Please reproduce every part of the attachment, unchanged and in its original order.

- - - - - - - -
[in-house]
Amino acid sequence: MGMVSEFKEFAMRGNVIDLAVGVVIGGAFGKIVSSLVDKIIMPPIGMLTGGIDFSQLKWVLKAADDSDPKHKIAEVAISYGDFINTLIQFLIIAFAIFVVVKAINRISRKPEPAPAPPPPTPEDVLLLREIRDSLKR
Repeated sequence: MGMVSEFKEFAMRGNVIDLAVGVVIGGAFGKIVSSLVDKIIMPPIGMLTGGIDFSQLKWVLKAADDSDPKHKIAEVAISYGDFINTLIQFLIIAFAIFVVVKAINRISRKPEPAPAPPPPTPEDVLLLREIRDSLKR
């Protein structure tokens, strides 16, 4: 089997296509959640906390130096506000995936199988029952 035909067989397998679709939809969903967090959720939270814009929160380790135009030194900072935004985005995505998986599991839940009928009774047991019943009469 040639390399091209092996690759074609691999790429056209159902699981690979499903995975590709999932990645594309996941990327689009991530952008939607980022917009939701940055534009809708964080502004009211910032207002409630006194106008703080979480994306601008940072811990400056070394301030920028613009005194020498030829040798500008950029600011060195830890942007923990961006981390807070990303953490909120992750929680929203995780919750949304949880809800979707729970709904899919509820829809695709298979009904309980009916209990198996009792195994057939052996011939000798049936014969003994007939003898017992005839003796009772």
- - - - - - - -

[in-house]
Amino acid sequence: MGMVSEFKEFAMRGNVIDLAVGVVIGGAFGKIVSSLVDKIIMPPIGMLTGGIDFSQLKWVLKAADDSDPKHKIAEVAISYGDFINTLIQFLIIAFAIFVVVKAINRISRKPEPAPAPPPPTPEDVLLLREIRDSLKR
Repeated sequence: MGMVSEFKEFAMRGNVIDLAVGVVIGGAFGKIVSSLVDKIIMPPIGMLTGGIDFSQLKWVLKAADDSDPKHKIAEVAISYGDFINTLIQFLIIAFAIFVVVKAINRISRKPEPAPAPPPPTPEDVLLLREIRDSLKR
């Protein structure tokens, strides 16, 4: 089997296509959640906390130096506000995936199988029952 035909067989397998679709939809969903967090959720939270814009929160380790135009030194900072935004985005995505998986599991839940009928009774047991019943009469 040639390399091209092996690759074609691999790429056209159902699981690979499903995975590709999932990645594309996941990327689009991530952008939607980022917009939701940055534009809708964080502004009211910032207002409630006194106008703080979480994306601008940072811990400056070394301030920028613009005194020498030829040798500008950029600011060195830890942007923990961006981390807070990303953490909120992750929680929203995780919750949304949880809800979707729970709904899919509820829809695709298979009904309980009916209990198996009792195994057939052996011939000798049936014969003994007939003898017992005839003796009772």